Quick question: I'd like to hear your thoughts on when to use "State" versus "Status" when naming both fields such as "Foo.currentState" vs "Foo.status" and types, like "enum FooState" vs "enum FooStatus". Is there a convention discussed out there? Should we only use one? If so which one, and if not, how should we choose?
It depends on the context.
State generally refers to the entire state of an entity - all its values and relationships at a particular point in time (usually, current)
Status is more of a time-point, say, where something is at in a process or workflow - is it dirty (therefore requiring saving), is it complete, is it pending input, etc
Typically I will use State to mean the current condition of an object or the system as a whole. I use status to represent the outcome of some action. For example, the state of an object may be saved/unsaved, valid/invalid. The status (outcome) of a method is successful/unsuccessful/error. I think this jibes pretty well with the definition of status as "state or condition with respect to circumstances," the circumstances in this case being the application of an action/method.
I think you could add another perspective to the equation, namely 'sender-requester'.
From a senders perspective, I'd communicate my state with anyone willing to listen. While from a requesters perspective, I'd be asking for someone's status.
The above could also be interpreted from an uncertainty point of view:
- Defined = state
- Undefined = status
What's your status? I'm in a relaxed state.
I'm pretty sure this is just one interpretation, which may not apply to your particular situation.
A quick dictionary check reveals that status is a synonym for state, but has an additional interpretation of a position relative to that of others.
So I would use state for a set of states that don't have any implicit ordering or position relative to one another, and status for those that do (perhaps off-standby-on ?). But it's a fine distinction.
A lot of the entities I deal with (accounts, customers) may have a State (TX, VA, etc.) and a Status (Active, Closed, etc.)
So the point about the term being misleading is possible. We have a standardized database naming convention (not my personal choice) where a state is named
ST_CD and a status would be
With an enum in an OO milieux, this issue is not as important, since if you have strict type safety, the compiler will ensure that no one attempts to do this:
theCustomer.State = Customer.Status.Active;
If you are in a dynamic environment, I would be more worried!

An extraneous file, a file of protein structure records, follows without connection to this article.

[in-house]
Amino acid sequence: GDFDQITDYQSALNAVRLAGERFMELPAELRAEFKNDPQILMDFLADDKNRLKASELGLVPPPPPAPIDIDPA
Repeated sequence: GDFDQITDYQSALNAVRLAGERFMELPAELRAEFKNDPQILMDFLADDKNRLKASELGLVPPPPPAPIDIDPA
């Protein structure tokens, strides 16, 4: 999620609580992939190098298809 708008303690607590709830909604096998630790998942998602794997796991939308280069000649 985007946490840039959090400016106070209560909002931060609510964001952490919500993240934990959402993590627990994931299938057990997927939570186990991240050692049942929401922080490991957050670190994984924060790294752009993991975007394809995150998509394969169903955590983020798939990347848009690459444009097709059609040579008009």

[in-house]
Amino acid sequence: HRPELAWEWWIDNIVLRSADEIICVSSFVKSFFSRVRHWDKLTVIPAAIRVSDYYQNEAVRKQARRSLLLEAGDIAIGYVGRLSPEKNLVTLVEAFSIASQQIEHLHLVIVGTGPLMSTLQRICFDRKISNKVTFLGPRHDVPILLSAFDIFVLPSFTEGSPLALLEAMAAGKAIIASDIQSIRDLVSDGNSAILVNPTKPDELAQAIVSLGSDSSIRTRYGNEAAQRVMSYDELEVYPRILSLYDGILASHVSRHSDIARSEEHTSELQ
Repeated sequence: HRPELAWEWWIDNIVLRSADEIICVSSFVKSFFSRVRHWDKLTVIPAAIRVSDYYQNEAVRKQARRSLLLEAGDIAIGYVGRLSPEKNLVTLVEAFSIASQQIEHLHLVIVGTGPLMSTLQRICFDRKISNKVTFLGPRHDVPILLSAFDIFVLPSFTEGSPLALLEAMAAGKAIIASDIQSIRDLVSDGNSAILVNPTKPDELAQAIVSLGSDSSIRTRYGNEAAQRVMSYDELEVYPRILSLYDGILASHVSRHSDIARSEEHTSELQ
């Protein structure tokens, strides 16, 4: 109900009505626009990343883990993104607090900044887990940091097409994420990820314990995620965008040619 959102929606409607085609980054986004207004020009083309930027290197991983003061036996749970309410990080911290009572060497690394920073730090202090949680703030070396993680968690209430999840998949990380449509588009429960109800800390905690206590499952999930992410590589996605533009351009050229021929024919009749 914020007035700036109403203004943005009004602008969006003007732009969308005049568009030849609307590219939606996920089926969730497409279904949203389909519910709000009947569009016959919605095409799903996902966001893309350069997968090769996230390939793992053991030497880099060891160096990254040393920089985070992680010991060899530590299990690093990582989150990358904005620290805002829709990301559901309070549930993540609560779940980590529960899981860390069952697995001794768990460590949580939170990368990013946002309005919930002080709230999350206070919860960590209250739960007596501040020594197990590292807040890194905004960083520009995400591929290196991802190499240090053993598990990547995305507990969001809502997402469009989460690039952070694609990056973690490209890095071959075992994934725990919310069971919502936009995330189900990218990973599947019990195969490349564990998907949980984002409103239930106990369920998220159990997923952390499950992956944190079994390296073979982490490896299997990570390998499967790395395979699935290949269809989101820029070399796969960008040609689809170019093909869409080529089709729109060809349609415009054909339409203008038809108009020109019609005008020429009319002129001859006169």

If you are dealing with a domain where state machines or other state information and that terminology is predominant, then I would think State is perfectly fine.
We had this exact debate on my current project a while back. I really don't have a preference, but consistency is an important consideration.
The first (there are several) definition of "state" in my Sharp PW-E550 (an awesome dictionary, I might add) is "the particular condition that someone or something is in at a specific time." The first definition of "status" is "the relative social, professional, or other standing of someone or something". Even the second (and last) definition of "status" is inferior to "state" in this context: "the position of affairs at a particular time, esp. in political or commercial contexts."
So if we wanted it to be as easy as possible for someone using my dictionary (it uses the New Oxford American Dictionary, 2001), "state" would be the best choice.
Furthermore, there is a design pattern described in the Gang of Four's book called the State Pattern, firmly establishing the term in the computing lexicon.
For these reasons I suggest "state".
P.S. Is that you DDM? Are you still bitter about "state" versus "status" ?!!!!!!! LMAO!
Not the same thing at all. Stopped and started are states. Stopping and starting are status.
If you make them them the same thing how do you describe the vehicle as stopped but is currently starting. Or an application as currently lodged but hasn't yet entered the approval process or is being approved but is currently on hold with an error condition of awaiting signature?
Well, they do mean the same thing. I don't think it's necessary to promulgate a great preference of one over the other, but I would generally go with "status", because I like things that sound Latinate and classicist. I mean, in my world, the plural of schema is schemata, so there's pretty much no other way for it to go, with me.
Sophistifunk, I'm sure you'll get arguments for both State and Status. The most important thing to do is that you pick one, and use only one. I'd suggest discussing this with your team and see what everyone agrees on.
That said, my suggestion is as follows.
Assuming you are using an object-oriented programming language, an object's "state" is represented by the object itself. SomeObject.state is misleading imo. I'm not sure what "status" represents in your example, but my natural intuition is to prefer this to state.